Just weeks after the U.S. dropped a bomb on Hiroshima, effectively ending the Second World War, TIME Magazine reported on another war going on in Nebraska: War in the Corn.
The August 20, 1945 issue of TIME contained articles about the Atomic Age and the end of the World War and an article in the Art Section called War in the Corn, which began:
One fertile undulating corner of Nebraska last week produced a bumper crop of artistic excitement. David City and Shelby —18 miles apart—were each sporting a one-man painting exhibition by a native son. Both shows, first ever staged in these Nebraska towns, were smash hits. They were also too coincidental for comfort. Almost before the ink was dry on the invitations, Shelbyans and David Cityans were hopping mad at each other. There was even talk of letting the artists settle their differences with pitchforks.
The TIME article was inspired by a story in the Omaha World-Herald about the rivalry between the two artists: Dale Nichols and Terence Duren.
Worthy Rivals: Dale Nichols and Terence Duren
Both Dale Nichols and Terence Duren were born in Nebraska and spent much of their careers painting the Nebraska landscape.
They both found their calling as artists when they were very young. They both attended the Art Institute of Chicago in the 1920s, played piano, loved Jazz, painted in Guatemala and had their work hung in Grand Central Station. They both taught art at institutions of higher learning, both traveled widely and had careers in commercial art. Duren never married. Nichols married five times.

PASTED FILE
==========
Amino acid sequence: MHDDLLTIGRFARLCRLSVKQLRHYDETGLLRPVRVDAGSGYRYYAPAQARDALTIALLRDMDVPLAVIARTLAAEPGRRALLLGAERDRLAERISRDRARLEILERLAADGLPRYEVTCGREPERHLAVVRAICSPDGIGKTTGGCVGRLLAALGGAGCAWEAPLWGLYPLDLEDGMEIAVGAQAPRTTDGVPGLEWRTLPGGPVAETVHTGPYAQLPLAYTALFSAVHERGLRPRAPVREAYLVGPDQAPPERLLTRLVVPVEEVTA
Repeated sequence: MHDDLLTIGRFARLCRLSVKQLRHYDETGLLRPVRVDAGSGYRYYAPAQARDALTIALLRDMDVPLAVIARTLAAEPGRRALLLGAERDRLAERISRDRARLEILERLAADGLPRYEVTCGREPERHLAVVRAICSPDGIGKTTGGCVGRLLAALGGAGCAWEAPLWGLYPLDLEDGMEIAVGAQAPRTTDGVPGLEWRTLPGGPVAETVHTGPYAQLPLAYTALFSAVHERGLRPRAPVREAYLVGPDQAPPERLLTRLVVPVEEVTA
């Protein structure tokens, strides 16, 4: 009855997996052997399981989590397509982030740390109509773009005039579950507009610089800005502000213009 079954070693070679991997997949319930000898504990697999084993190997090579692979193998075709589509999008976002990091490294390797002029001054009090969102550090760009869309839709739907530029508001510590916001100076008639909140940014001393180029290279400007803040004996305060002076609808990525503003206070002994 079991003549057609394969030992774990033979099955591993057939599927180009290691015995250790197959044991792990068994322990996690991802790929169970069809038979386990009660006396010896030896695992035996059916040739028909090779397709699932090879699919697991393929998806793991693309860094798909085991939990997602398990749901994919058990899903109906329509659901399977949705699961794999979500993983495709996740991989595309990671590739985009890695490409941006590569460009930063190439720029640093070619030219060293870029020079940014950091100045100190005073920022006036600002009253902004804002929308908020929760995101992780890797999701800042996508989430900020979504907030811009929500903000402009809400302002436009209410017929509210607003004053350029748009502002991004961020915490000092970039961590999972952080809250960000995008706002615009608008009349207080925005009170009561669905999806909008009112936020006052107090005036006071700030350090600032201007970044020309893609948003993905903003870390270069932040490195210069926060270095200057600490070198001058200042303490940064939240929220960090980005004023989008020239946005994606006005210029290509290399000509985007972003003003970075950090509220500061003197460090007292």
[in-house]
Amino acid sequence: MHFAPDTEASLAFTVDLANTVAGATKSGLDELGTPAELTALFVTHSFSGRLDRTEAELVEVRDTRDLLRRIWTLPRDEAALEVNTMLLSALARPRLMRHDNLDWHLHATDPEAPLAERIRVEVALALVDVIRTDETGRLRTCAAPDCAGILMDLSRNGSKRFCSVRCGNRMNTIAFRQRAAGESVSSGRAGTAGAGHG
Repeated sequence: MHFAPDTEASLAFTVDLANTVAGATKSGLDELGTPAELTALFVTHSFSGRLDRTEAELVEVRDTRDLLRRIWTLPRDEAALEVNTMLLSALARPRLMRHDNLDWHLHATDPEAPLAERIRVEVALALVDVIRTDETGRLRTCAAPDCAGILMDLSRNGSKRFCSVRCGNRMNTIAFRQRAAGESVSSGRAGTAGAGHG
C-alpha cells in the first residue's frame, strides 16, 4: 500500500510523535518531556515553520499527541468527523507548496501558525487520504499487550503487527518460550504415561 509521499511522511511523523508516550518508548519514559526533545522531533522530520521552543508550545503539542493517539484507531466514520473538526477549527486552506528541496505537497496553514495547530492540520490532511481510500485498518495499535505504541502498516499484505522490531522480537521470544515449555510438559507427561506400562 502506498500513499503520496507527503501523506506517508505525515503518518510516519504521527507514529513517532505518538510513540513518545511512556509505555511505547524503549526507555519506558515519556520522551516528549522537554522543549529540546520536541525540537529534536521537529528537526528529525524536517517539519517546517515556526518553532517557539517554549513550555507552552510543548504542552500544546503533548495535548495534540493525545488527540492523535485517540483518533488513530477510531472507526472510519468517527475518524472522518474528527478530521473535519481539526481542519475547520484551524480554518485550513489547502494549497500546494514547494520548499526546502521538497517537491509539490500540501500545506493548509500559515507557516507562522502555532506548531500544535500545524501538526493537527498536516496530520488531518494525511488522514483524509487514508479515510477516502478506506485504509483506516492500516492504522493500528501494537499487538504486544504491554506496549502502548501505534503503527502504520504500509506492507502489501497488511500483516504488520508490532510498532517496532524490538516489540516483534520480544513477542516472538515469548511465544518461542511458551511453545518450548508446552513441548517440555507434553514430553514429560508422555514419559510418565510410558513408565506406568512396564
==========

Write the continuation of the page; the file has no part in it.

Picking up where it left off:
Their rivalry, which took the form of verbal sparring, came about when they held competing shows at the same time. The magazine quoted parts of the feud:
Nichols: I shall never be guilty of painting in the style of viewpoint of Terence Duren. Never! Never!
Duren: I concur heartily: Mr. Nichols will never draw or paint like I do. Never!
The feud, and its publicity, benefitted both artists and is currently the subject of an exhibit at the Bone Creek Museum of Agrarian Art in David City, Nebraska. Worthy Rivals: Dale Nichols and Terence Duren showcases the work and lives of the two artists.
An accompanying book, Worthy Rivals: Dale Nichols and Terence Duren was put together by Cole Sartore, who curated the exhibit for Bone Creek’s Tenth Anniversary. The show runs through the end of this month.
Dale Nichols Paintings at the Surovek Gallery
Please contact us if you would like more information about the work of Dale Nichols or any of the other fine regional artists available at the Surovek Gallery.
Cindy Lange-Kubick. War in the corn and then a truce — the art of two small-town Nebraskans. Lincoln Journal Star. September 1, 2018.